School 49's story is worth telling, and its alumni and teachers are in the process of putting together a book of reminiscences. My wife, Margery Harriss, who as a young woman, taught English there during and after WWII, is among those involved in compiling this book, so I've taken some notes from her.

"Besides being in a dilapidated, actually condemned building," she says, "School 49 had very limited supplies. Textbooks were 20 years old and falling apart. Sometimes, a book would be so tattered, the student using would have to carry it to and from school in a brown paper bag."

Yet, students and teachers made do, sometimes grumbling but usually cheerful. 

She recalls the children of the cultured but destitute WWII refugees from Europe as having been the most strongly motivated - here was this wonderful school with the high European standards, and it was free!
Now let's think back. School 49 was always an anomaly, an advanced idea in a contradictory setting. Even its naming (although General Lee had, after the Confederacy's defeat, became an educator) reflected a socio-historical echo, not compatible with modern democracy. This location was in a once-fashionable neighborhood. (Actually, School 49's building, though woefully inadequate, was not bad looking outside, with its Romanesque faรงade of red brick and white terracotta trim, and its present owner, the prestigious Medical and Chirurgical Faculty of Maryland, is nicely restoring it.)

The building was that of the old Marston Private prep school for boys, and directly across the street had been the Bryn Mawr private prep school for girls. In effect, School 49 was the public prep school for boys and girls - Spartan as to physical plant and equipment, but uncompromisingly aristocratic as to academic standards. 

In today's open society, such a public school would not be tolerated; it was elitist and that's an angry put-down word now. By the late 1950's, School 49 had ceased to be an accelerate junior high school, eventually becoming a school for pregnant teen-agers, sometimes coarsely referred to as "the watermelon farm."

An attempt to recreate School 49 would be inadvisable, and probably impossible. But School 49 worked. No students left there without knowing how to read and write acceptable and to cope with ordinary arithmetic. Most went on to high school, college and a notably worthwhile life.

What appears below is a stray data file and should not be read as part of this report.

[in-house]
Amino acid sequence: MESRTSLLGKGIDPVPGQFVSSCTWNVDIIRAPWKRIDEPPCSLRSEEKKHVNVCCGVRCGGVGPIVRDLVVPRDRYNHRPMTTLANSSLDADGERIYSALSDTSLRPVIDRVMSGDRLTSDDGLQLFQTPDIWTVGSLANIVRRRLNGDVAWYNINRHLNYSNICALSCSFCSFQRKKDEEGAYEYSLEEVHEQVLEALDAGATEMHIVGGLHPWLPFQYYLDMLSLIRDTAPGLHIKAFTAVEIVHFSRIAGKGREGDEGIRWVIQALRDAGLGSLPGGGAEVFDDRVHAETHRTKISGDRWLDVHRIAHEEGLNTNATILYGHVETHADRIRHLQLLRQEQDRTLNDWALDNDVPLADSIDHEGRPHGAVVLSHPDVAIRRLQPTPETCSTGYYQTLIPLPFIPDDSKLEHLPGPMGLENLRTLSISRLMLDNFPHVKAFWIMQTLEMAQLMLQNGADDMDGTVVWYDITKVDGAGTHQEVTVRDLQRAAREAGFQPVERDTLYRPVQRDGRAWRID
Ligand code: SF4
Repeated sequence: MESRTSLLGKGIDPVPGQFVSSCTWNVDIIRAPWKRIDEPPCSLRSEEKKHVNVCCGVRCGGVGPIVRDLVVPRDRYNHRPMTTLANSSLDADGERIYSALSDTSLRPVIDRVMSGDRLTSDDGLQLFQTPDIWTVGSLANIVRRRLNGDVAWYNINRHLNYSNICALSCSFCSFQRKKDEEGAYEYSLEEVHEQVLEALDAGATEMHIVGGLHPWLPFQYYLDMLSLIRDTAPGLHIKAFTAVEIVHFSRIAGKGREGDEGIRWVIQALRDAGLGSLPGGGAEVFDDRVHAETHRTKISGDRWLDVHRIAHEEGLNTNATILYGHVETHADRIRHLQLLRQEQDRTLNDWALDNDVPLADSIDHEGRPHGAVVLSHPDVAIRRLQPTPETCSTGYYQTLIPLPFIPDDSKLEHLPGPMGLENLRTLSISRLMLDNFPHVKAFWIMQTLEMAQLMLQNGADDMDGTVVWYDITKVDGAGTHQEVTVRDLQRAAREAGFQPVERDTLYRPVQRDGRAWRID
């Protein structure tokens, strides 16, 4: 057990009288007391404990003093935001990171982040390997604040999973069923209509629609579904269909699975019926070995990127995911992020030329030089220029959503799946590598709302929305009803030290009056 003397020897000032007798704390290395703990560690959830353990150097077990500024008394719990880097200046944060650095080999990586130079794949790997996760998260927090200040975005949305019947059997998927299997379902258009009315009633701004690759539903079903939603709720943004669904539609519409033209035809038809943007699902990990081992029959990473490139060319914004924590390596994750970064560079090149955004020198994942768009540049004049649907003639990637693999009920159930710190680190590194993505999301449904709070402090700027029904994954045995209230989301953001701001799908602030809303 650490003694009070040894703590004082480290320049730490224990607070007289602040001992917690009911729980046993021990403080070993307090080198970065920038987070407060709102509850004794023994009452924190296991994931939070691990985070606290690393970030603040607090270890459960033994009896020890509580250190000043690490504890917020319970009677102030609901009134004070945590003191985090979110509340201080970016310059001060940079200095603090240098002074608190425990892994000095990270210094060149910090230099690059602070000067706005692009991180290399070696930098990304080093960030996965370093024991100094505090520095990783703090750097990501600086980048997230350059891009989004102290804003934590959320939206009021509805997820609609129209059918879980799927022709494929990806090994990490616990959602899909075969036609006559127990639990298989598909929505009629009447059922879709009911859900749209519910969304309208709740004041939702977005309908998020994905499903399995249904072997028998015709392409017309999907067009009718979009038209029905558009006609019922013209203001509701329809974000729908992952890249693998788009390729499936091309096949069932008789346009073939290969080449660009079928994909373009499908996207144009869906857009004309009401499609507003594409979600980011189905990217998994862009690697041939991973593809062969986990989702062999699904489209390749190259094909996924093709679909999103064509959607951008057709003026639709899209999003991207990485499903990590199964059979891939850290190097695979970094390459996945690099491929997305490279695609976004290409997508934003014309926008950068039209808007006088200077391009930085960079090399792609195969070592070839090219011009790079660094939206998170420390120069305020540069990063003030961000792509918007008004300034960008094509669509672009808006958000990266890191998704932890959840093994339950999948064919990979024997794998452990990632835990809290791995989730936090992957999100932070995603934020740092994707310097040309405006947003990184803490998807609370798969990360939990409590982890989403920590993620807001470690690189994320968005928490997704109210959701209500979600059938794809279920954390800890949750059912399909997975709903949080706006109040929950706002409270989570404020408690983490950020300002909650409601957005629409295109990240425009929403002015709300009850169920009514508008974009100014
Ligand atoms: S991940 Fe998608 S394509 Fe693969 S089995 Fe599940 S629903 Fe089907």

January 19, 1986

Tuesday, August 28, 2018

110 Years Ago, This Month

One hundred and ten years ago, we were just a hole in the ground waiting to be filled. 

You can see the School #49 building, which we now own, just to the south (right). And there's a residence, just to the north (left). 
Two month's later, significant progress had been made, and by May of 1909, the building had been completed. 


Wednesday, August 22, 2018

Ellicott & Emmart, Architects

There is an image of the 1909 MedChi building that is a watercolor rendering of the building, which looks to have been painted around the time of its construction. 
The building was designed by the firm of Ellicott & Emmart, comprised of William M. Ellicott, Jr. and William Wirt Emmart. They designed some other buildings in Baltimore, both together as a firm, as well as on their own. 

Among the more notable were St. David's Church in Roland Park, 

some of the buildings at Charlestown Retirement Home in Catonsville, 

 the Thomas Building in downtown Baltimore,
and the Georgian Revival Patrick Henry School #37 in East Baltimore. 

Of these buildings, I think that School #37 has the most similarities to the Faculty Building. 

Ellicott and Emmart also designed houses in Roland Park and Guilford, including this beautiful one on Bishop's Road. It was owned for years by Milton Eisenhower, the brother of President Dwight Eisenhower.